Biconditional Statements(\iff, \Leftrightarrow, \equiv, \leftrightarrow)
"P is and only if Q"
"P is logically equivalent to Q"
(P \implies Q)\land(Q\implies P)
tautology: a proposition that is always true for all possible truth assignments.
DeMorgan's Law for Connectives: "For all propositions P and Q, the following logical equivalences holds true"
DeMorgan's Laws for Sets: "For any sets A and B with a universal set U, the following hold true."
|P||Q||P \land Q||\lnot(P \land Q)||\lnot P \lor \lnot Q||\lnot(P\land Q) \iff \lnot P \lor \lnot Q|
Distributive Law for Connectives:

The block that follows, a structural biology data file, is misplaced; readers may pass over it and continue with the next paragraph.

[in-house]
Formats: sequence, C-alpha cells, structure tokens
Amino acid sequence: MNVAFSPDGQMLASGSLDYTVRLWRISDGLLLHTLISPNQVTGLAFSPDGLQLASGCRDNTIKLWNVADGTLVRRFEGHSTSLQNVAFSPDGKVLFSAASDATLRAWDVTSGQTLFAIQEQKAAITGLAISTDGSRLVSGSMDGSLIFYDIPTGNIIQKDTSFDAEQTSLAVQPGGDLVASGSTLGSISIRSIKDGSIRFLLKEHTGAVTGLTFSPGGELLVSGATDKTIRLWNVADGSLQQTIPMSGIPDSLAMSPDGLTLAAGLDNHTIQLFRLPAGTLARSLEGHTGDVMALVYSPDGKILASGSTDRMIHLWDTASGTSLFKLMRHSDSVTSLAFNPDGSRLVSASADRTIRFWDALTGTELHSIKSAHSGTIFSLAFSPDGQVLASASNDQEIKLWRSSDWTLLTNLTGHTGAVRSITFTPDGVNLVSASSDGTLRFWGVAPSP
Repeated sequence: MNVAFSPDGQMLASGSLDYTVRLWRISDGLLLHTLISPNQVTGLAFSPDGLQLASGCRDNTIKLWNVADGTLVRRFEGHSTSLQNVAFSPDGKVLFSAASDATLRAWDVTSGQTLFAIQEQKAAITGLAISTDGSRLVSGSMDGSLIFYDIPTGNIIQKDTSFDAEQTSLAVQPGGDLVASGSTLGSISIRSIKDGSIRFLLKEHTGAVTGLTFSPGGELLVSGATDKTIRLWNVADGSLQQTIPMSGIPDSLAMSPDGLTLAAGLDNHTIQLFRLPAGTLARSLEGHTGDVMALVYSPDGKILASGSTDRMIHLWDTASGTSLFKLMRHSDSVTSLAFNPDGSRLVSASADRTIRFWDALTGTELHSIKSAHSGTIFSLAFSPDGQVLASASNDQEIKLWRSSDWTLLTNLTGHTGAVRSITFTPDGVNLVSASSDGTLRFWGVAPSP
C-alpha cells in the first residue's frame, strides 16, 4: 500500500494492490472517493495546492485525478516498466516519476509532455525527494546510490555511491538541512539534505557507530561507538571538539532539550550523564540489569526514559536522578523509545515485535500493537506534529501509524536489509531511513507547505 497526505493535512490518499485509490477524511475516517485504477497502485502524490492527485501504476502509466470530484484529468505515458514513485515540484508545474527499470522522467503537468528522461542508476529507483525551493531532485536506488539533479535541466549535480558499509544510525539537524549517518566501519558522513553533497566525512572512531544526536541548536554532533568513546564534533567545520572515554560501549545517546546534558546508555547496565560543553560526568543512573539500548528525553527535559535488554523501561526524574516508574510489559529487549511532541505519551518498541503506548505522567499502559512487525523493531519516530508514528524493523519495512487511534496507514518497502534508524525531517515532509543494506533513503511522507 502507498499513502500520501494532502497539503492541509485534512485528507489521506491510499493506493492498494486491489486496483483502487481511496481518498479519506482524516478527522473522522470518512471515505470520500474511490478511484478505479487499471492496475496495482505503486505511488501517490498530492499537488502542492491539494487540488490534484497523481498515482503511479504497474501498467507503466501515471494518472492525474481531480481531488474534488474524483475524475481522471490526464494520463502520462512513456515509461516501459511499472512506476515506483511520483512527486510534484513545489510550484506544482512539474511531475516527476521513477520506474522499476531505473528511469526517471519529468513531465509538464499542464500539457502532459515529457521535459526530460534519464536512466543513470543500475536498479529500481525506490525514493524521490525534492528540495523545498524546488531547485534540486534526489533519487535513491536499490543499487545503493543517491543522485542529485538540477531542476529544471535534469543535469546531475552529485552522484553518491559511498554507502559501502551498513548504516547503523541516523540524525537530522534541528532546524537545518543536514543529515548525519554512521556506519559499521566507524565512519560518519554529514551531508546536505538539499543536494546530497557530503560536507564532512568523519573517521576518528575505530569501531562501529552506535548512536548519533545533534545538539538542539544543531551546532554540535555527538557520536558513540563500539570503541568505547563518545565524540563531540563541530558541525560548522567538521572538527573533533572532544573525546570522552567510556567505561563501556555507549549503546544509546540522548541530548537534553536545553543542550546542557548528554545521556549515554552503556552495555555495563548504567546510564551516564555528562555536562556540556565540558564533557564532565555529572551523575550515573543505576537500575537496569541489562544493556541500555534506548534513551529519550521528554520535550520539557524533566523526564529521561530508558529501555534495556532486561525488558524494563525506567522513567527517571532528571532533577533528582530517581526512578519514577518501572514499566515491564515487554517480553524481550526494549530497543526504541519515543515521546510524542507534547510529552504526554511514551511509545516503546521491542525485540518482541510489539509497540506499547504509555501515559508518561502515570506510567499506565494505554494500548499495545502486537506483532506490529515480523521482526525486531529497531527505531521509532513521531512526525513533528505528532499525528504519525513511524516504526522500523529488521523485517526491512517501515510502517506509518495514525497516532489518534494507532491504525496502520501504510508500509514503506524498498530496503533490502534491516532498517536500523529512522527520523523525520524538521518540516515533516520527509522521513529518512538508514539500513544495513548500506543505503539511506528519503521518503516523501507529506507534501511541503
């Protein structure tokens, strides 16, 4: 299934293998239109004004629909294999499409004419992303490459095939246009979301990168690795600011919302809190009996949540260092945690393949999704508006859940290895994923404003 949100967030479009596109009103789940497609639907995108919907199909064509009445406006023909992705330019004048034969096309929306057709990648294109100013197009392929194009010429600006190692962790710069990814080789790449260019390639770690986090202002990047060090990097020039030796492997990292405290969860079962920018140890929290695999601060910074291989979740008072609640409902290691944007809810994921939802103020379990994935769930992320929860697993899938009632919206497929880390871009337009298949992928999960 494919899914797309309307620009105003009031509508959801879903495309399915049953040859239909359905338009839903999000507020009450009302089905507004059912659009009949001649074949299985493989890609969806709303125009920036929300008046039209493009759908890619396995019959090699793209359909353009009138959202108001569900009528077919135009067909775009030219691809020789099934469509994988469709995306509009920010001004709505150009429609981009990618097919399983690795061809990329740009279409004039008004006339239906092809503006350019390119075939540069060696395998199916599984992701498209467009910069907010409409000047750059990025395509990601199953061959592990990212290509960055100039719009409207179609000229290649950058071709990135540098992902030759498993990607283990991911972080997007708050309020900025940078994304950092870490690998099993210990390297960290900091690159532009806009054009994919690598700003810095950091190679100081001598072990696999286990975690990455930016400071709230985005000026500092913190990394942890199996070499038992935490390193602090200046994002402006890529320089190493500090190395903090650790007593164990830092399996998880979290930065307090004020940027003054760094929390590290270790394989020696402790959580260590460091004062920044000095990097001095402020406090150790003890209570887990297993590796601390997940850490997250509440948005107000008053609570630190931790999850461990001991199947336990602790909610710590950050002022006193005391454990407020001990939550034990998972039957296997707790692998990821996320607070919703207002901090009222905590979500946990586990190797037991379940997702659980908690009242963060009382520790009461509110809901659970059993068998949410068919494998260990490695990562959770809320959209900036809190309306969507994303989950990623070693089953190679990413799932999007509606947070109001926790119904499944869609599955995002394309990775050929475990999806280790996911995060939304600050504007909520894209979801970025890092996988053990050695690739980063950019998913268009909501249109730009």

P\land (Q\lor R)\equiv (P\land Q)\lor (P\land R)
P\lor (Q\land R)\equiv (P\lor Q)\land (P\lor R)
you can think this as distributive
Law of Double Negation: \lnot \lnot P \equiv P
Disjunctive Form of Implication: P\implies Q\equiv \lnot P \lor Q
Disjunctive Form of Implication: P\iff Q \equiv (P\implies Q)\land (Q\implies P)
Contraposition(contrapositive): P\implies Q \equiv \lnot Q \implies P
converse: Q\implies P is converse of P\implies Q
inverse: \lnot P \implies \lnot Q is inverse of P\implies Q
converse and inverse are logically equivalent to each other (since they are contraposition to each other)
Law of Excluded Middle: P(x) \neq \lnot P(x)
both our qualifiers changed
right (inner) most variable proposition negated
Maximally Negated Form:
\lnot(\forall x \in S)P(x)\equiv(\exists x \in S)\lnot P(x)
\lnot(\exists x \in S)P(x)\equiv(\forall x \in S)\lnot P(x)
Notice that S, P(x), Q(y) does not change
Table of Content